Poetry written in honor of Nelson Mandela.

If alive, this one of the greatest leaders on the planet would be turning 101.

I know Patrice Lumumba  had been sometime dead,
and Sylvanus Olympio only just, though I'm not sure why,
As I try to reconnect myself with my child's mind
and the memories of events that jumble there
A knowledge of our distant world pieced together,
through overheard conversations, and voices on the radio.

In 1962 the world was a very different place.

I didn't know where Montgomery was,
but learnt the meaning of boycott.
Didn't understand Mau Mau,
except it taught the impact of lies,
and what all freedoms cost.
I remember your name, and vague talk of a trial
and treason being a serious thing;
Sisulu and Mbeki, Goldberg and Mhlaba,
Kathrada, Motsoaledi and Mlangeni At Rivonia.
These names I have learnt through the years,
But at the time, what I recall for sure
Is Abebe Bikila's second Olympic gold,
And Cassius Clay proving he was the greatest,
By the time you made your statement
And disappeared.

We have not seen you since.

I didn't mark your fiftieth birthday:
But in Ghana J. B. Danquah was already dead,
And we had lived through coups and counter coupe already
At the start of a second republic.
While Baldwin warned of The Fire Next Time
The white Rhodesians declared UDI,
And the Zimbabweans braced for war.
But we were killing our brothers already in Biafra
While the world watched,
And a young Christopher Okigbo reminded us
That even the poets were dying.
And you were still alive,
And you were still not free.

Though James Brown danced us off the streets,
And "Soul came to Soul'' in Ghana
No one remembered Paul Robeson, and
Mahalia Jackson sung her last.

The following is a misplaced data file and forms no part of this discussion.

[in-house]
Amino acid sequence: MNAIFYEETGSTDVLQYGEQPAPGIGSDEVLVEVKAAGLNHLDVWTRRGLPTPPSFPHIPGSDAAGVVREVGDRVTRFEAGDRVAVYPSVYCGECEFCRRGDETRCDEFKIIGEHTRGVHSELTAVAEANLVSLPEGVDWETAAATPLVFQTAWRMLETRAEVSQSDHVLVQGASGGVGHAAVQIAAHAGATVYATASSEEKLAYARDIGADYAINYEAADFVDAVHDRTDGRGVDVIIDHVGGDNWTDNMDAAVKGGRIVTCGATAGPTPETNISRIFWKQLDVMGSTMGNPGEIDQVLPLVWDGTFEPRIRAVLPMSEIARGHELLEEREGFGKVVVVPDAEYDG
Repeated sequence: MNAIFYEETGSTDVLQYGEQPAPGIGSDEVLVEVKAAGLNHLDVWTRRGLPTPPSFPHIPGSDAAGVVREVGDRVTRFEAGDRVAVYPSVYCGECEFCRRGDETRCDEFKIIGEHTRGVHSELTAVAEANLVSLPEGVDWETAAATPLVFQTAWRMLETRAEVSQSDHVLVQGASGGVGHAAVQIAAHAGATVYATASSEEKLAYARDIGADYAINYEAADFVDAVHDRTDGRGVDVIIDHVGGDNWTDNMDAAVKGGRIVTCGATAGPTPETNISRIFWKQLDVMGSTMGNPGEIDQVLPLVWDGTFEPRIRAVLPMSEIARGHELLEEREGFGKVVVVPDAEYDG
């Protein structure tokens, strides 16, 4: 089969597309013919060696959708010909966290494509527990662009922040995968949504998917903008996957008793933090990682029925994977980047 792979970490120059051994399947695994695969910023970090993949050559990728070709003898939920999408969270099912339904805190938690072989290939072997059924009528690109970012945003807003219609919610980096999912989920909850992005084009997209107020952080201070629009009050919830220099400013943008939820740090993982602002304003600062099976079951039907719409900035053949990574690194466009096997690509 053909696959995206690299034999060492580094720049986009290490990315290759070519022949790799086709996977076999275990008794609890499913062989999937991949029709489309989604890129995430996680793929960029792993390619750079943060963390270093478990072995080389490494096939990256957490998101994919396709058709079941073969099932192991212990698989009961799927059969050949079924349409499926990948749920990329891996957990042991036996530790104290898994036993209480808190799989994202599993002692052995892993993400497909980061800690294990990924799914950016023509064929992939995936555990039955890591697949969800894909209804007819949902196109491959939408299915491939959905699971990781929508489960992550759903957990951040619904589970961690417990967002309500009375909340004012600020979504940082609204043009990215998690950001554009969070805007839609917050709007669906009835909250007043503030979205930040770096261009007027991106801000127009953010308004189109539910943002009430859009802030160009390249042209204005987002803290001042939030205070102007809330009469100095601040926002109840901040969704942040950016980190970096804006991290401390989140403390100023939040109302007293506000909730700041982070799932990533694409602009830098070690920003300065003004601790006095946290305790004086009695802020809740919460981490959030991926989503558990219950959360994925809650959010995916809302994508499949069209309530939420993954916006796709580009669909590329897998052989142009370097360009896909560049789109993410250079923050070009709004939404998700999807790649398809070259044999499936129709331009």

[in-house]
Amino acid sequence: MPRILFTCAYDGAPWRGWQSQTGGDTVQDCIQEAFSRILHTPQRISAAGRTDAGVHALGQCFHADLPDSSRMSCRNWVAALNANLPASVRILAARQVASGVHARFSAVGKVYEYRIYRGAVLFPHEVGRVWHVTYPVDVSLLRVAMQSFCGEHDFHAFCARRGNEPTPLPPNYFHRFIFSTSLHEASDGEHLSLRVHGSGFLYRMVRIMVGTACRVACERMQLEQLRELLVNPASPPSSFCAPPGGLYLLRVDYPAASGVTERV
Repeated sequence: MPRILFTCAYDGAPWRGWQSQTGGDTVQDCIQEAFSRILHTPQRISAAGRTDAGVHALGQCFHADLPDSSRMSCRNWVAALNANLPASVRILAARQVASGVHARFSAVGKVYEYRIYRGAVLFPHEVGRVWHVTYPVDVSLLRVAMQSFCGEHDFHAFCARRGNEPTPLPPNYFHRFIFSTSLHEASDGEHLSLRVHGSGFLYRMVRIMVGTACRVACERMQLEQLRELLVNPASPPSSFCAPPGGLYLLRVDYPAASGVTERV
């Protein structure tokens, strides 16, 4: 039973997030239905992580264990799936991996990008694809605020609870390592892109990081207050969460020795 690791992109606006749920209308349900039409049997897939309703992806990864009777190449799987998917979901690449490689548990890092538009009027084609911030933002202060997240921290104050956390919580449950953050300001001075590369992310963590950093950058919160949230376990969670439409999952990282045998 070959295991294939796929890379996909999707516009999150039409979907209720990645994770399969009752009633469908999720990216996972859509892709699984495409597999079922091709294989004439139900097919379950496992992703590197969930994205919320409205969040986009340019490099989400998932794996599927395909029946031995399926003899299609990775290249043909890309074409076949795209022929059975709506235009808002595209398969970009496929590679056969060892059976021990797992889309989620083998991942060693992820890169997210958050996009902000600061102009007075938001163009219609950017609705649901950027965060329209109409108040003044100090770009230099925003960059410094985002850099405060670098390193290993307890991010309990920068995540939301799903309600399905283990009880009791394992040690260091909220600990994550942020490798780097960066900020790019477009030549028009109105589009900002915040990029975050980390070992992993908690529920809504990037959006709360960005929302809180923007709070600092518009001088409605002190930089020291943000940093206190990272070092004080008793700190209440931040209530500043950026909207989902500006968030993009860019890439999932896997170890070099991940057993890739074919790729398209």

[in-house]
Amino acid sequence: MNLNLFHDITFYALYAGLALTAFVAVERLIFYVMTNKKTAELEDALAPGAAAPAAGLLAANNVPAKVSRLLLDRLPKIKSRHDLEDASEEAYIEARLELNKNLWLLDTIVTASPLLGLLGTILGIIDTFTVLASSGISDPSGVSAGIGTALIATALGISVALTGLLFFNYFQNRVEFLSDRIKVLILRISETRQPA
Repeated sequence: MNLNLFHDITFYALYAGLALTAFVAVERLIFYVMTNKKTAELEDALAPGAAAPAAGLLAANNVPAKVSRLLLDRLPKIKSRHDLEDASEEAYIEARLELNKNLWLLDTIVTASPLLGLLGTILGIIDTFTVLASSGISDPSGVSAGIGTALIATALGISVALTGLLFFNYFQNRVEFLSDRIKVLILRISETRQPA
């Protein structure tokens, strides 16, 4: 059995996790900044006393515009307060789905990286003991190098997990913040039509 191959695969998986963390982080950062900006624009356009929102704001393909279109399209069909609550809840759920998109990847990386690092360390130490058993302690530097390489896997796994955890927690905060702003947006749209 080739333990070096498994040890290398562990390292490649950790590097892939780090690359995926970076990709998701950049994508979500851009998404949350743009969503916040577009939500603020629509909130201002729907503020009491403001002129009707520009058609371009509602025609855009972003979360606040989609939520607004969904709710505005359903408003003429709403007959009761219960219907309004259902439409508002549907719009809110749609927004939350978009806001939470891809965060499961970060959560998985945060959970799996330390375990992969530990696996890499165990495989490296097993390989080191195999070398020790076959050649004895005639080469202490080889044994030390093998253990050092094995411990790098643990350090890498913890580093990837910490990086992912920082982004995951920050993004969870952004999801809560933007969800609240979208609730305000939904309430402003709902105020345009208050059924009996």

Singing "We Shall Overcome"
Through frustrated Freedom Summers we left
Mississippi, Watts and Newark burning -
And Medgar, Malcolm, and Martin dead. All dead.
And you were still alive,
And you were still not free.

In an angry and lonely world,
We marked the passage of your tenth year
Reading Letters to Martha and Soledad Brother
All ASouls were on Ice
As Arthur Nortje killed himself in an Oxford room,
And an exiled Kabaka died.
We freed Angela Davis, but on your desolate island
You were still alive,
And you were still not free.

Your sixtieth birthday reminded us
"This struggle was your life.@
But by then your life had become our struggle,
As we buried Hector Petersen
And a hundred slaughtered children
On the scorched streets of Soweto.
With a jailed Thandi Modisi
We "Cried Freedom" for a murdered Stephen Biko ;
People young enough to be your children,
And children younger than your children dead,
So many of them dead.
Yet you at least were still alive,
But you were still not free.

We shouted FRELIMO and another Empire fell.
Antonio Jacinto "Survived Tarrafal,"
But Augustino Neto was dead.
Eduardo Mondlane had been many years murdered,
And we have since mourned the wreckage of Samora Machel
On the South African side of Mozambique's mountains.
But you were still alive,
And you were still not free.

By your twentieth year,
Anwar Sadat had sued for peace in the Knesset,
And had been later killed for his pains.